When most people think of a divorce, they envision fights and contention.
But for some couples, that’s far from the truth as they’re able to handle their divorce proceedings on their own and without litigation. Instead, they rely on mediation, negotiations, and other forms of resolution options to come to an agreement on how their futures will look.
If you feel like the latter is better for you, a collaborative divorce is an option for couples in Florida who do not want to go through the court system
If you’re unfamiliar, a collaborative divorce is when both spouses and their lawyers mutually agree to steer clear of litigation and come to an agreement without the intervention of the court. The couples work out their legal settlement amongst themselves but still retain legal protection.
In order for a collaborative divorce to work, attorneys and all parties involved have to sign an agreement that everyone must abide by throughout the divorce proceedings.
If for some reason, either spouse wants to contest any issue, the lawyer has to withdraw and can no longer participate in the case.
The Basics of a Collaborative Divorce in Florida
After both spouses and attorneys sign the agreement, there were will be a number of scheduled sessions to discuss topics such as:
- Child custody, visitation, and support
- Distribution of property
- Spousal support
Just like with normal divorce proceedings, a collaborative divorce requires that both parties disclose all pertinent information like assets and finances. If a representing lawyer feels as if his/her client withheld information, they are obligated to inform the other party and withdraw from the process.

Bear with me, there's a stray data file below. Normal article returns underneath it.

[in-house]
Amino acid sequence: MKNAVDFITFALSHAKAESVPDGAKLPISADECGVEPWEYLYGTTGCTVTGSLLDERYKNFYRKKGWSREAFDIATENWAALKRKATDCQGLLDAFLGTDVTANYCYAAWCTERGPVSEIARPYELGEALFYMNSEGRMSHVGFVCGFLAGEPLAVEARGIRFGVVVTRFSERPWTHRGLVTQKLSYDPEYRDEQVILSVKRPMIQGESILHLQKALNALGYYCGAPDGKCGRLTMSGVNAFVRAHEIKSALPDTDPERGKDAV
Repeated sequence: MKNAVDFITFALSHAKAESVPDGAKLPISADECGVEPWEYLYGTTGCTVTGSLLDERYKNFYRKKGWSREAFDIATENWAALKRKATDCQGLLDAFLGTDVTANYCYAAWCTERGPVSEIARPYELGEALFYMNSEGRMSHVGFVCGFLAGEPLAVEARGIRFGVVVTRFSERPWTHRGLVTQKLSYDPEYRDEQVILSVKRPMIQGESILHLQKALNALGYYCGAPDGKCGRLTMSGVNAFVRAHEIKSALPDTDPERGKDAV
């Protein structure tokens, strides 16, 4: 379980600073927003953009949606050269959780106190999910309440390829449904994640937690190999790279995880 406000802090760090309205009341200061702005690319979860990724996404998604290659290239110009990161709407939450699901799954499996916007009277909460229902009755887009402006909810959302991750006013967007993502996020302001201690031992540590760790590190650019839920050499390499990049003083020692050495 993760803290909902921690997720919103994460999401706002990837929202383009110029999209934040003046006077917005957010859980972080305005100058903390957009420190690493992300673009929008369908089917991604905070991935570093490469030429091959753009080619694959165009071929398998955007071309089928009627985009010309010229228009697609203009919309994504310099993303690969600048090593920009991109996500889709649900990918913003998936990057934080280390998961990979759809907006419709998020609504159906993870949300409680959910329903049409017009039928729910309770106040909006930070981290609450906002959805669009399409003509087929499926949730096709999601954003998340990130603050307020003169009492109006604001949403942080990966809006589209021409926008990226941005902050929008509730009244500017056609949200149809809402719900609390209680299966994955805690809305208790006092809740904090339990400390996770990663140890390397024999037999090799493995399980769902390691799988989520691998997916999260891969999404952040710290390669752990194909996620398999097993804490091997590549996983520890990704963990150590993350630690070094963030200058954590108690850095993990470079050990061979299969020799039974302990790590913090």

Collaborative divorces are rooted in honesty and participating lawyers are viewed as client advocates who are helping their clients work towards a win-win situation when both parties feel as if they’ve been treated fairly and have come to a mutual agreement.
This level of transparency is extremely helpful and necessary to facilitate a process that’s open, honest, and fair for both spouses.
When both parties are forthcoming with their information, it lessens the chance for either to undermine the other and create an issue.
A key component to a successful collaborative divorce is communication between the couple before, during, and after especially if children are involved.
If for some reason, the couple begins to run into issues and are having a difficult time communicating or coming to mutual agreements, counselors, family psychologists, and other facilitators can be brought in to diffuse and get the situation back on track.
If you’re unsure if a collaborative divorce is right for you, one of our skilled attorneys can walk you through the process and find the best solution for your situation. Contact us today.